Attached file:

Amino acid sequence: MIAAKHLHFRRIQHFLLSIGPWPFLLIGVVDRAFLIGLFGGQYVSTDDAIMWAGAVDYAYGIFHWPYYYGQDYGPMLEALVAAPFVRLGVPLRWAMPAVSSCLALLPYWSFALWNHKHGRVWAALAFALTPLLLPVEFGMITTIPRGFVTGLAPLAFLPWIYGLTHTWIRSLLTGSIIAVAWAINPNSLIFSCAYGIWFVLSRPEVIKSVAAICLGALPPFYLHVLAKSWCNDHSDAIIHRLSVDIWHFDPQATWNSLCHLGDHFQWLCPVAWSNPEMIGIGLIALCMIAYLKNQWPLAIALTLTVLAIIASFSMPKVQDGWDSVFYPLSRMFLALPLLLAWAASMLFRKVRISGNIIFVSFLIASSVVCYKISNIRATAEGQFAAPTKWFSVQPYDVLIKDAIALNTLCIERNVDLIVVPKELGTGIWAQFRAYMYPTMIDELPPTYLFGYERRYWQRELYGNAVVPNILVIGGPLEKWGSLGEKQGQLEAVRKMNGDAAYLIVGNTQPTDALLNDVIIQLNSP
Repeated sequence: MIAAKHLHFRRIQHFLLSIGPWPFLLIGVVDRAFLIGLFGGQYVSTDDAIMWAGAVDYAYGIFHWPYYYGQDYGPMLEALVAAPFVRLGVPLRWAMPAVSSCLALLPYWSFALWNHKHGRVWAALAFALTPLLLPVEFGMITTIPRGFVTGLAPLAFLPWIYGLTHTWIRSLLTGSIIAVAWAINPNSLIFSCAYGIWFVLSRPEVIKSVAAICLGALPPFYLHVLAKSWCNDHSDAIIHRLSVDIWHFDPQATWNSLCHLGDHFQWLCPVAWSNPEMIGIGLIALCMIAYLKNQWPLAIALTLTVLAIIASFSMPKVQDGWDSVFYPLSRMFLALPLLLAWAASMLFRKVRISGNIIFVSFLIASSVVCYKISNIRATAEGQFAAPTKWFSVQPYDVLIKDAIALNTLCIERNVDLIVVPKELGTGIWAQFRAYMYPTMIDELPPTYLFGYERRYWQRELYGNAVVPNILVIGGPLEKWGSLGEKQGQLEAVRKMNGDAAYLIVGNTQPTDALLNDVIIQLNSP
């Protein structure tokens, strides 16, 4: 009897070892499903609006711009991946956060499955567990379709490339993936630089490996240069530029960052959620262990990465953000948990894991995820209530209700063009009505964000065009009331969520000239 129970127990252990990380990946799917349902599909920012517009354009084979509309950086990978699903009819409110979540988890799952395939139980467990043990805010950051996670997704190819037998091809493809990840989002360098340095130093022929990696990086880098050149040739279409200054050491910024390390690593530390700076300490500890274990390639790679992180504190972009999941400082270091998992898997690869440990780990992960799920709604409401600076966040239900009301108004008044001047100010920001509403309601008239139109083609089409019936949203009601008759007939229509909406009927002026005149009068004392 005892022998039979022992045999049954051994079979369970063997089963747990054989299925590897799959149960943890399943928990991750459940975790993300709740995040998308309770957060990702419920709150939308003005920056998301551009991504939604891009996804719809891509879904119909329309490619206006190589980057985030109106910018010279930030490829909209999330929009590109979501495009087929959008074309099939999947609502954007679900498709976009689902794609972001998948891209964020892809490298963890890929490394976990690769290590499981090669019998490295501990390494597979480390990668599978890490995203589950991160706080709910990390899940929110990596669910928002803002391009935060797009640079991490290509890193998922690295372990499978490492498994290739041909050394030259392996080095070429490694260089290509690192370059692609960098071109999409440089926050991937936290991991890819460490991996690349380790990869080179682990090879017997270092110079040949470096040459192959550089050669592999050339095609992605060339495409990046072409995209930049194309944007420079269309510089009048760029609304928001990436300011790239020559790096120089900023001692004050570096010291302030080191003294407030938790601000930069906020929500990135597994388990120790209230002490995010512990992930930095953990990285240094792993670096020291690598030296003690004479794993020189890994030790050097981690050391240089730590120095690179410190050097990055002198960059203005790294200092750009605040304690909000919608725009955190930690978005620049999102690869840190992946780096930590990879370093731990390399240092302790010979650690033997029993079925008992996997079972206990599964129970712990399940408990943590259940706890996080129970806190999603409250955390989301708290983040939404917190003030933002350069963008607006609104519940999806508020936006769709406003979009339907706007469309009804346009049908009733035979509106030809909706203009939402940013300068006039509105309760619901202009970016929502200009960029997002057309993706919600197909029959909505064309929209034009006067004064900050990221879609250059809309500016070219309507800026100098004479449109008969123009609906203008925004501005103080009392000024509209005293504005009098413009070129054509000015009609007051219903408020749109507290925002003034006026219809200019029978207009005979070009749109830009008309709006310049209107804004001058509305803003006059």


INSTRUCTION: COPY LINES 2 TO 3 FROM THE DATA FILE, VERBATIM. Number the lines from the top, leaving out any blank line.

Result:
Repeated sequence: MIAAKHLHFRRIQHFLLSIGPWPFLLIGVVDRAFLIGLFGGQYVSTDDAIMWAGAVDYAYGIFHWPYYYGQDYGPMLEALVAAPFVRLGVPLRWAMPAVSSCLALLPYWSFALWNHKHGRVWAALAFALTPLLLPVEFGMITTIPRGFVTGLAPLAFLPWIYGLTHTWIRSLLTGSIIAVAWAINPNSLIFSCAYGIWFVLSRPEVIKSVAAICLGALPPFYLHVLAKSWCNDHSDAIIHRLSVDIWHFDPQATWNSLCHLGDHFQWLCPVAWSNPEMIGIGLIALCMIAYLKNQWPLAIALTLTVLAIIASFSMPKVQDGWDSVFYPLSRMFLALPLLLAWAASMLFRKVRISGNIIFVSFLIASSVVCYKISNIRATAEGQFAAPTKWFSVQPYDVLIKDAIALNTLCIERNVDLIVVPKELGTGIWAQFRAYMYPTMIDELPPTYLFGYERRYWQRELYGNAVVPNILVIGGPLEKWGSLGEKQGQLEAVRKMNGDAAYLIVGNTQPTDALLNDVIIQLNSP
């Protein structure tokens, strides 16, 4: 009897070892499903609006711009991946956060499955567990379709490339993936630089490996240069530029960052959620262990990465953000948990894991995820209530209700063009009505964000065009009331969520000239 129970127990252990990380990946799917349902599909920012517009354009084979509309950086990978699903009819409110979540988890799952395939139980467990043990805010950051996670997704190819037998091809493809990840989002360098340095130093022929990696990086880098050149040739279409200054050491910024390390690593530390700076300490500890274990390639790679992180504190972009999941400082270091998992898997690869440990780990992960799920709604409401600076966040239900009301108004008044001047100010920001509403309601008239139109083609089409019936949203009601008759007939229509909406009927002026005149009068004392 005892022998039979022992045999049954051994079979369970063997089963747990054989299925590897799959149960943890399943928990991750459940975790993300709740995040998308309770957060990702419920709150939308003005920056998301551009991504939604891009996804719809891509879904119909329309490619206006190589980057985030109106910018010279930030490829909209999330929009590109979501495009087929959008074309099939999947609502954007679900498709976009689902794609972001998948891209964020892809490298963890890929490394976990690769290590499981090669019998490295501990390494597979480390990668599978890490995203589950991160706080709910990390899940929110990596669910928002803002391009935060797009640079991490290509890193998922690295372990499978490492498994290739041909050394030259392996080095070429490694260089290509690192370059692609960098071109999409440089926050991937936290991991890819460490991996690349380790990869080179682990090879017997270092110079040949470096040459192959550089050669592999050339095609992605060339495409990046072409995209930049194309944007420079269309510089009048760029609304928001990436300011790239020559790096120089900023001692004050570096010291302030080191003294407030938790601000930069906020929500990135597994388990120790209230002490995010512990992930930095953990990285240094792993670096020291690598030296003690004479794993020189890994030790050097981690050391240089730590120095690179410190050097990055002198960059203005790294200092750009605040304690909000919608725009955190930690978005620049999102690869840190992946780096930590990879370093731990390399240092302790010979650690033997029993079925008992996997079972206990599964129970712990399940408990943590259940706890996080129970806190999603409250955390989301708290983040939404917190003030933002350069963008607006609104519940999806508020936006769709406003979009339907706007469309009804346009049908009733035979509106030809909706203009939402940013300068006039509105309760619901202009970016929502200009960029997002057309993706919600197909029959909505064309929209034009006067004064900050990221879609250059809309500016070219309507800026100098004479449109008969123009609906203008925004501005103080009392000024509209005293504005009098413009070129054509000015009609007051219903408020749109507290925002003034006026219809200019029978207009005979070009749109830009008309709006310049209107804004001058509305803003006059």